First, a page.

ACTA Voted Down By European Parliament: Down But Not Out?
By a vote of 478 to 39, the European Parliament has rejected the Anti-Counterfeiting Trade Agreement (ACTA), by a near-unanimous margin of 478 votes to 39 in favor, with 146 abstentions.
ACTA called for internet providers to cooperate with governments in cracking down on online piracy, via measures such as cutting off internet access for those who illegally downloaded music or other files; those accused could face harsh fines and criminal charges. Opponents — many Europeans have been writing to their representatives in protest — have charged that ACTA will lead to censorship and a loss of privacy rights, similar fears of opponents to the two anti-piracy bills, SOPA and PIPA, in the US.
ACTA was approved by a unanimous vote in the European council last December. 22 member states of the European Union had signed the treaty in Tokyo on January 26; for the EU to be a formal member of ACTA, all 27 member countries of the EU would have had to sign the treaty. Following today’s ruling, those countries that have signed ACTA “may have been overruled in putting it into ratified effect,” writes Ingrid Lunden on Tech Crunch.
Australia, Canada, Japan, South Korea, Morocco, New Zealand, Singapore and the US have all ratified ACTA but not yet approved it and today’s ruling may make it harder for them to enforce the treaty.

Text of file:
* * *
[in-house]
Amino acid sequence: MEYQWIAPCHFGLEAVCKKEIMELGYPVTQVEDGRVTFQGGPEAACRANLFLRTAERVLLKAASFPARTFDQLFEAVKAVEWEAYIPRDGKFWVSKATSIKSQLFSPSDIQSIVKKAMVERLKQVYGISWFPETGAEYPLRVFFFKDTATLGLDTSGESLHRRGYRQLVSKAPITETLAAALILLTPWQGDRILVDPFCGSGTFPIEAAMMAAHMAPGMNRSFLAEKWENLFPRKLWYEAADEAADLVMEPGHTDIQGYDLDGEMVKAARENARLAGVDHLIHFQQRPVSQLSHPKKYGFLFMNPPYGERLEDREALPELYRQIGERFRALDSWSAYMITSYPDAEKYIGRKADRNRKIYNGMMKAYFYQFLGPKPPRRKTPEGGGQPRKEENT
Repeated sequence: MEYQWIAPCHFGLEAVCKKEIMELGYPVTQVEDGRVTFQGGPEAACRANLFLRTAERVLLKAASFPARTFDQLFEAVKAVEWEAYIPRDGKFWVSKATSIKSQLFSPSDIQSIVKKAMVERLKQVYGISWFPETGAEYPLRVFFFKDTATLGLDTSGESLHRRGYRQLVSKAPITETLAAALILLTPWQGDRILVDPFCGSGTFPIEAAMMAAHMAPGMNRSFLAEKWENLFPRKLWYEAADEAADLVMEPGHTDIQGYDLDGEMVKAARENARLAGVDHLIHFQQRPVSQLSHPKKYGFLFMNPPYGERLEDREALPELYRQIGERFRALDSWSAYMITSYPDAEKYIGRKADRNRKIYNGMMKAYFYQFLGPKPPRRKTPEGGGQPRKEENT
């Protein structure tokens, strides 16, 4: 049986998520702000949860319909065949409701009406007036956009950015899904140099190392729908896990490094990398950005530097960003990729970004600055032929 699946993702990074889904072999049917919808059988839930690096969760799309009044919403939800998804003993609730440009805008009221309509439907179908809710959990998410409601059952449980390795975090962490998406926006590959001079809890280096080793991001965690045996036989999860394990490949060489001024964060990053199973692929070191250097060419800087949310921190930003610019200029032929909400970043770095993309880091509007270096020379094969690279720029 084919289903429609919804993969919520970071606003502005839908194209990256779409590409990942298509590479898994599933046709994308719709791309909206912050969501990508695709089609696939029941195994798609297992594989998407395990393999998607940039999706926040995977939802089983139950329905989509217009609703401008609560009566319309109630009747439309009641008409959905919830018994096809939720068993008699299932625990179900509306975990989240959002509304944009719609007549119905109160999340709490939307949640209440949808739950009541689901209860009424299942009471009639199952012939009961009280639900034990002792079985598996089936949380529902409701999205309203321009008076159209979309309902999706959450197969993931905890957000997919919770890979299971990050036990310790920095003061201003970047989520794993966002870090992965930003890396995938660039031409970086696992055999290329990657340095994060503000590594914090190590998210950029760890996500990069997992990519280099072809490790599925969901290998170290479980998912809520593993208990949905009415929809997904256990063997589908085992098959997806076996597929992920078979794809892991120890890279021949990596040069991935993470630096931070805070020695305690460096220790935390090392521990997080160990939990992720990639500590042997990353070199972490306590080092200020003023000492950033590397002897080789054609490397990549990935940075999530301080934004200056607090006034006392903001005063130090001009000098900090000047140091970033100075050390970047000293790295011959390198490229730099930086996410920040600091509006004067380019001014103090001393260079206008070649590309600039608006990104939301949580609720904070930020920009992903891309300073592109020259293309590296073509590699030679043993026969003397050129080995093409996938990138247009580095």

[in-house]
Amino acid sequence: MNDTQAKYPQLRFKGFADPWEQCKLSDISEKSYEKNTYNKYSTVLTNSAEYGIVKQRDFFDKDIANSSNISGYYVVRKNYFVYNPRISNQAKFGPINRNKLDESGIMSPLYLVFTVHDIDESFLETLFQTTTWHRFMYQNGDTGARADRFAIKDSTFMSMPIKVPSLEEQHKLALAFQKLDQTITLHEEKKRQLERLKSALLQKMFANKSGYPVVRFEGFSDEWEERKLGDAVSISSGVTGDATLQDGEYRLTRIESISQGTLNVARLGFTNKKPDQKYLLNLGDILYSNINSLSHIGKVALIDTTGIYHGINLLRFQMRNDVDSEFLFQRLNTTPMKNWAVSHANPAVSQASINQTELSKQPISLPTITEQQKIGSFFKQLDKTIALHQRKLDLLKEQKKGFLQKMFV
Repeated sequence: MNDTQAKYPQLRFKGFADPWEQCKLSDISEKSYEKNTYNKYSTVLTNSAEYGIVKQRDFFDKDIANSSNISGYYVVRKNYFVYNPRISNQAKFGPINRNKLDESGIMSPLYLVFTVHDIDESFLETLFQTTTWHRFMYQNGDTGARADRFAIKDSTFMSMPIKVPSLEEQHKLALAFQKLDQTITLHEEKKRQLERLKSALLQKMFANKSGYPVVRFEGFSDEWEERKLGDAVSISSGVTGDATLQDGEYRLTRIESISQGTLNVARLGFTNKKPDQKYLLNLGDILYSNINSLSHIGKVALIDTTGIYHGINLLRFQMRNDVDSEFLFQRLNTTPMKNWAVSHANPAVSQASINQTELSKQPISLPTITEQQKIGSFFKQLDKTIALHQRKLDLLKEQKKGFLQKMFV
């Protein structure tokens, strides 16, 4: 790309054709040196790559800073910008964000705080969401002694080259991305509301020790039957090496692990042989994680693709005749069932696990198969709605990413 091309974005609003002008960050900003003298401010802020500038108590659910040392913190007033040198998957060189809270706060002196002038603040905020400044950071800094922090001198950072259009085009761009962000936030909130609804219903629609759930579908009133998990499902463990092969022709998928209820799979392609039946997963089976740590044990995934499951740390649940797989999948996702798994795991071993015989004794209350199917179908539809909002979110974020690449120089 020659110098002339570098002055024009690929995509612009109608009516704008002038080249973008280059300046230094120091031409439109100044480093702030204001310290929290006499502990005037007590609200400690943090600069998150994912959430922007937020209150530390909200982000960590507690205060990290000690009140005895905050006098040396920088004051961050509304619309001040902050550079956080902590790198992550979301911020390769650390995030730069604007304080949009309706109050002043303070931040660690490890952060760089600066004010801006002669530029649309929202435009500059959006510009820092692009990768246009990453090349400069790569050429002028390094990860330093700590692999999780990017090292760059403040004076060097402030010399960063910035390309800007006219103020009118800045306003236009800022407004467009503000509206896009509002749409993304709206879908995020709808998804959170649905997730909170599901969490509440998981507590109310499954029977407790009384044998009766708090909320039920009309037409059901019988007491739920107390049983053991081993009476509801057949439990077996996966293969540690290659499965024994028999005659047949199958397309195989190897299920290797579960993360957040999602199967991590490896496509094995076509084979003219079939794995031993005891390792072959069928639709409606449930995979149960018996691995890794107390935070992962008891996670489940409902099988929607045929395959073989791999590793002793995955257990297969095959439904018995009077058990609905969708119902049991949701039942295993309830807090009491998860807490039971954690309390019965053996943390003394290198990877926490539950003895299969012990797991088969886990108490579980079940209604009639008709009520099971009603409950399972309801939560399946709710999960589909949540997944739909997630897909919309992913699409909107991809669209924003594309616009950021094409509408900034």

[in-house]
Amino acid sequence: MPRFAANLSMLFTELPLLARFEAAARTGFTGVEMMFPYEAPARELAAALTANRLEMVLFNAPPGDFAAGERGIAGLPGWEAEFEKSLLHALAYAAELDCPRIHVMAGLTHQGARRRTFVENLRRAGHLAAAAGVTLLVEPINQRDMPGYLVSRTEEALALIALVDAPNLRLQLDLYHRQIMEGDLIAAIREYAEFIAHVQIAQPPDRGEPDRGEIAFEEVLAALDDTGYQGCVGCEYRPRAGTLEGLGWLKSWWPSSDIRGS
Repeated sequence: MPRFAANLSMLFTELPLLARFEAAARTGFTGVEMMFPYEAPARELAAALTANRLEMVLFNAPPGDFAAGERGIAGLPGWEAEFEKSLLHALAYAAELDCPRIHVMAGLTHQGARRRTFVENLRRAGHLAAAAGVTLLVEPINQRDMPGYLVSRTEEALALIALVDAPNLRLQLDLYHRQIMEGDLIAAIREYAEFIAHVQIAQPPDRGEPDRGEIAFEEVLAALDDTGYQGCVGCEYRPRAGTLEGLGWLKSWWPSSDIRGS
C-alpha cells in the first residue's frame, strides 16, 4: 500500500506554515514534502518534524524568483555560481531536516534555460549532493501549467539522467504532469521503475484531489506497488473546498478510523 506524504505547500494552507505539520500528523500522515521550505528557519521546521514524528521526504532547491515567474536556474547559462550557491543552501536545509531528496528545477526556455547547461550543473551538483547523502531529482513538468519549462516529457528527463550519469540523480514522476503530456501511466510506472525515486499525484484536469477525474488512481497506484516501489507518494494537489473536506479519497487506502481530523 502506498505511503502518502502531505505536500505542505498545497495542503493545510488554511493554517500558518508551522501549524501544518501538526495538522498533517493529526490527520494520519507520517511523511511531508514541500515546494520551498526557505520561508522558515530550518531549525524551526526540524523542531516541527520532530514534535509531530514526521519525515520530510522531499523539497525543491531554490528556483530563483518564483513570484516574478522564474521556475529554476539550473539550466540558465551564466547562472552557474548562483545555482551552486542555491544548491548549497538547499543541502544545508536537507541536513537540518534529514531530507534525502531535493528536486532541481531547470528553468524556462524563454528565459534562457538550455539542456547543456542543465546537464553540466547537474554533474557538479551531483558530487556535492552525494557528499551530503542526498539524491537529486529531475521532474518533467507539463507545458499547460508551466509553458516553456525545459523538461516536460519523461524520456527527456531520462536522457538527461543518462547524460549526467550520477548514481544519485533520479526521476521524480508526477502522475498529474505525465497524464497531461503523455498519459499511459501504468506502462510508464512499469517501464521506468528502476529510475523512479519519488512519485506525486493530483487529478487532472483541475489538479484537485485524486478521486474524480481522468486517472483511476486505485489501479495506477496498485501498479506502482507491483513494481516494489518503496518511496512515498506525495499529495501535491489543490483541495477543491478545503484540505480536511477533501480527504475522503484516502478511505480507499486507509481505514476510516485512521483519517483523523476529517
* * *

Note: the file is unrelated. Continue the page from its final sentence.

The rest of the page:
Loz Kaye, leader of Germany’s Pirate Party (one of ACTA’s major opponents), described the vote as, indeed, a “significant victory for digital rights” and a “triumph of democracy over special interests and shady back-room deals.”
However, whether or not today’s ruling means the “last rites” for ACTA remains to be seen. Lunden (citing TechDirt) quotes the EU commissioner, Karel De Guchtel, who is responsible for the treaty and who has expressed his intention to “push ACTA through the courts” regardless. The European Commission will, he says, “nonetheless continue to pursue the current procedure before the Court, as we are entitled to do. A negative vote will not stop the proceedings before the Court of Justice.”
ACTA may not be quite dead yet; Lunden notes that all eyes will be on Washington, to see how the US government responds.
Europeans protested ACTA in the streets and even in parliament buildings: Whatever the future (or not) ahead for ACTA, you can be sure that opponents will keep working to preserve our rights on the Internet.
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Photo by MEP Josef Weidenholzer